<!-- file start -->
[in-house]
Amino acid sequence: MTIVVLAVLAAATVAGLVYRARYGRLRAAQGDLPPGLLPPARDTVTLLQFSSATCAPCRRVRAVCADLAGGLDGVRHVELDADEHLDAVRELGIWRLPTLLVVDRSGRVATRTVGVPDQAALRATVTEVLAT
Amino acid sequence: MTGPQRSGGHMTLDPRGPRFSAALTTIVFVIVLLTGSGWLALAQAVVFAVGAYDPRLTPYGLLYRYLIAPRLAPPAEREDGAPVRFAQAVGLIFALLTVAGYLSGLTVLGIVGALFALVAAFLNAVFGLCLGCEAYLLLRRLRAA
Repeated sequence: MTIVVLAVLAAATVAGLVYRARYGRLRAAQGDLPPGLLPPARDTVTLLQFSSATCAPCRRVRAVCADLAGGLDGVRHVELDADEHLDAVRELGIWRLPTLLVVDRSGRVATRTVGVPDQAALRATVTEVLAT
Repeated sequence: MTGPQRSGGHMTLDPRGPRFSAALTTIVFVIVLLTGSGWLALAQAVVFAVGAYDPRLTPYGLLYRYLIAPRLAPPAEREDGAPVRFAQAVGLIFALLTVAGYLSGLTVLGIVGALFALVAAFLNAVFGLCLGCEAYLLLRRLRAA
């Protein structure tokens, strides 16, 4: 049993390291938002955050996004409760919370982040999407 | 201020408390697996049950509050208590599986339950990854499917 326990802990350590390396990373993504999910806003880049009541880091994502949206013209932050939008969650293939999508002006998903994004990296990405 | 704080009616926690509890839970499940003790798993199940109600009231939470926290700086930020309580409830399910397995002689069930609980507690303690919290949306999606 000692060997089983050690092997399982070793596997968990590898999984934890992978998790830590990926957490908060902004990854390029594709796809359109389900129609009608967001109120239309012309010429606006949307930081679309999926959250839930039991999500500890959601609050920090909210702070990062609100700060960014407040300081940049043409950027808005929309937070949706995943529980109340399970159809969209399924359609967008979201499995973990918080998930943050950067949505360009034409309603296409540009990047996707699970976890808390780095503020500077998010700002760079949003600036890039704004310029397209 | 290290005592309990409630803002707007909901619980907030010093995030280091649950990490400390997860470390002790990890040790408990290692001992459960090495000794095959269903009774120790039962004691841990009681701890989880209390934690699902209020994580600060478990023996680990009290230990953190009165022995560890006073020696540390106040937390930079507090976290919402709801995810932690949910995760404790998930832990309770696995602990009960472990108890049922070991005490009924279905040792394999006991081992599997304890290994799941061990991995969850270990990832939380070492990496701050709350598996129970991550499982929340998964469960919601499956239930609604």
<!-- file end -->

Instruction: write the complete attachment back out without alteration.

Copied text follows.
[in-house]
Amino acid sequence: MTIVVLAVLAAATVAGLVYRARYGRLRAAQGDLPPGLLPPARDTVTLLQFSSATCAPCRRVRAVCADLAGGLDGVRHVELDADEHLDAVRELGIWRLPTLLVVDRSGRVATRTVGVPDQAALRATVTEVLAT
Amino acid sequence: MTGPQRSGGHMTLDPRGPRFSAALTTIVFVIVLLTGSGWLALAQAVVFAVGAYDPRLTPYGLLYRYLIAPRLAPPAEREDGAPVRFAQAVGLIFALLTVAGYLSGLTVLGIVGALFALVAAFLNAVFGLCLGCEAYLLLRRLRAA
Repeated sequence: MTIVVLAVLAAATVAGLVYRARYGRLRAAQGDLPPGLLPPARDTVTLLQFSSATCAPCRRVRAVCADLAGGLDGVRHVELDADEHLDAVRELGIWRLPTLLVVDRSGRVATRTVGVPDQAALRATVTEVLAT
Repeated sequence: MTGPQRSGGHMTLDPRGPRFSAALTTIVFVIVLLTGSGWLALAQAVVFAVGAYDPRLTPYGLLYRYLIAPRLAPPAEREDGAPVRFAQAVGLIFALLTVAGYLSGLTVLGIVGALFALVAAFLNAVFGLCLGCEAYLLLRRLRAA
């Protein structure tokens, strides 16, 4: 049993390291938002955050996004409760919370982040999407 | 201020408390697996049950509050208590599986339950990854499917 326990802990350590390396990373993504999910806003880049009541880091994502949206013209932050939008969650293939999508002006998903994004990296990405 | 704080009616926690509890839970499940003790798993199940109600009231939470926290700086930020309580409830399910397995002689069930609980507690303690919290949306999606 000692060997089983050690092997399982070793596997968990590898999984934890992978998790830590990926957490908060902004990854390029594709796809359109389900129609009608967001109120239309012309010429606006949307930081679309999926959250839930039991999500500890959601609050920090909210702070990062609100700060960014407040300081940049043409950027808005929309937070949706995943529980109340399970159809969209399924359609967008979201499995973990918080998930943050950067949505360009034409309603296409540009990047996707699970976890808390780095503020500077998010700002760079949003600036890039704004310029397209 | 290290005592309990409630803002707007909901619980907030010093995030280091649950990490400390997860470390002790990890040790408990290692001992459960090495000794095959269903009774120790039962004691841990009681701890989880209390934690699902209020994580600060478990023996680990009290230990953190009165022995560890006073020696540390106040937390930079507090976290919402709801995810932690949910995760404790998930832990309770696995602990009960472990108890049922070991005490009924279905040792394999006991081992599997304890290994799941061990991995969850270990990832939380070492990496701050709350598996129970991550499982929340998964469960919601499956239930609604």